August is prime vacation time, and many Americans are enjoying some earned time off. Whether it’s a trip to the shore, a family reunion, exploring a national park or museum, or even a fun “staycation,” we are working harder than ever and deserve our vacations.
Americans average fewer vacation days than any other developed nation. Even so, unfortunately, the national average of workers who take vacations is only 34%. In 2001, 57% of employees stated that they weren’t planning on using all their earned days. Working harder but enjoying fewer days off? That’s a recipe for high stress levels and burnout.
We are reluctant to take vacation time for many reasons. Because of the recent recession, many of us are unable to spend extra money on expensive trips or even local excursions. Also because of the recession, we’re reluctant to ask for time off in fear of being viewed as not dedicated enough. Obviously, life goes on even when we’re away from the workplace, and we may miss choice assignments or important announcements. Lastly, and most importantly, Americans are just plain overworked, and an absence of one or two weeks means a dreaded pile-up of emails and unfinished projects.
But there are many benefits to taking some time away from the office:
- Just the anticipation alone, and the fun in planning adventures, have beneficial effects on workplace attitudes
- Time off provides needed rest and a mental health break
- Vacation is an opportunity to strengthen or rebuild relationships, and reconnect with family and friends
- It’s a chance to act like a kid again – sleep late or go crazy at an amusement park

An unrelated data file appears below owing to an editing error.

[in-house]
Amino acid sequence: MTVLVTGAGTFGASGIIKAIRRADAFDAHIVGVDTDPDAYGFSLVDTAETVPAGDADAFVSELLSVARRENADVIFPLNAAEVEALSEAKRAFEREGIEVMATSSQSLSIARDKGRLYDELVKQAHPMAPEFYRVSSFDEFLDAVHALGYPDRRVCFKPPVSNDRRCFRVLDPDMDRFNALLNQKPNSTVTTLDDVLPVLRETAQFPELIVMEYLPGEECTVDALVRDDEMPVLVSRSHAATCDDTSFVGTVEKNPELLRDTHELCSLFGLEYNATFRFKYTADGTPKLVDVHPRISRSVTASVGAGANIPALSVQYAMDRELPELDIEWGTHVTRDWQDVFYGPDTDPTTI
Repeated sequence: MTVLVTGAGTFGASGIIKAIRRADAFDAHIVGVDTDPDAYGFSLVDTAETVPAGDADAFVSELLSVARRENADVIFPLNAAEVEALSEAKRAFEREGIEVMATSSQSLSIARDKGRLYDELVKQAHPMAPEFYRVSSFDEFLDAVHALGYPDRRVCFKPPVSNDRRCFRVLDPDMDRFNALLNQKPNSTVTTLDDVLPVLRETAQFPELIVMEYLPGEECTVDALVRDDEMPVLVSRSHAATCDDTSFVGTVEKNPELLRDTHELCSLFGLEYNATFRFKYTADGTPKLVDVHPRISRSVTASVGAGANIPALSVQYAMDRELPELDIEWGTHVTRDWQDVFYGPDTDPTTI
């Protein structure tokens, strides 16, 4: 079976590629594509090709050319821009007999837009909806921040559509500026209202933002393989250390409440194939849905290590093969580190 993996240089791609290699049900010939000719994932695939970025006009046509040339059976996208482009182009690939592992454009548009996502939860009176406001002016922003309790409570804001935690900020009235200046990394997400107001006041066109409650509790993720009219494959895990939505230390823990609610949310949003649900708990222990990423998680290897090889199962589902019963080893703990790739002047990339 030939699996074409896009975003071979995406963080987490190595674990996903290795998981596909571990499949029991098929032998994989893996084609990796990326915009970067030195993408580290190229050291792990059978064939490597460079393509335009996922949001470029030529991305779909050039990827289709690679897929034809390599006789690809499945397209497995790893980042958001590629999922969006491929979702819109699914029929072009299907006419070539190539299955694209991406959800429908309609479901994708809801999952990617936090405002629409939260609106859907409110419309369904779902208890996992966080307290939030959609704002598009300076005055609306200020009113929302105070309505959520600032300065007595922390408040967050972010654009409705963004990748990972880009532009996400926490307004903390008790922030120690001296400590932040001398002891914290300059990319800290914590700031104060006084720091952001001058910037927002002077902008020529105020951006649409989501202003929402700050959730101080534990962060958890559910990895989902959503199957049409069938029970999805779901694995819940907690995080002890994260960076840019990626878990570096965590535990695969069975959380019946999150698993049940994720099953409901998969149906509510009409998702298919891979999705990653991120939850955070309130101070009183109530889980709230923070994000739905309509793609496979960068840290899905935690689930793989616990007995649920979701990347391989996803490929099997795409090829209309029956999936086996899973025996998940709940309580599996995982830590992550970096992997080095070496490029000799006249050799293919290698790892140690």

- Being away from the workplace can actually help generate new business ideas, while your mind is relaxed and away from day to day operations
Human Resources can set the tone to foster an environment that allows employees to use their earned vacation time. Encourage managers and employees to take time off, in accordance with company policy. Ensure that your vacation policy is understood and easily accessible. Also, as with many other employee benefits and office policies, it’s critical that HR, along with upper management, sets the example in allowing themselves time off too.
Thoughtful preparation for a planned absence can make your manager more comfortable with your absence, and give you more peace of mind as you enjoy your time away from work. Here are a few ideas to consider:
- Planning schedule: work out your department’s vacation schedule well in advance, to prevent unacceptable overlaps.
- Delegate: in a perfect world, we’d all have back-ups for our job responsibilities. In the absence of this, use this as an opportunity to cross train individuals or give developmental assignments in order to delegate your work. Bargain with a co-worker so you will cover during their vacation absence.
- Limit emails: use the email “out of office” feature to list very specific alternate contact information while you’re away. This can help cut down on the amount of emails you’ll have when you return.
- Get help: if it fits in your budget, bring in temporary help. Many agencies can provide workers with specific expertise, such as accounting, HR, finance, legal, medical, publishing and sales.
Above all, resist the temptation to check your emails using your smartphone or other device. Skype can be a wonderful tool, but don’t plan on attending any meetings remotely when you should be throwing a Frisbee with your teenagers on the beach. Bringing work responsibilities and stress along on what should be a fun, relaxing and reenergizing time completely defeats the purpose of taking vacation time.
You’ve earned your vacation time – take it! You’ll return to work relaxed and engaged, and ready to tackle your job with renewed focus and enthusiasm.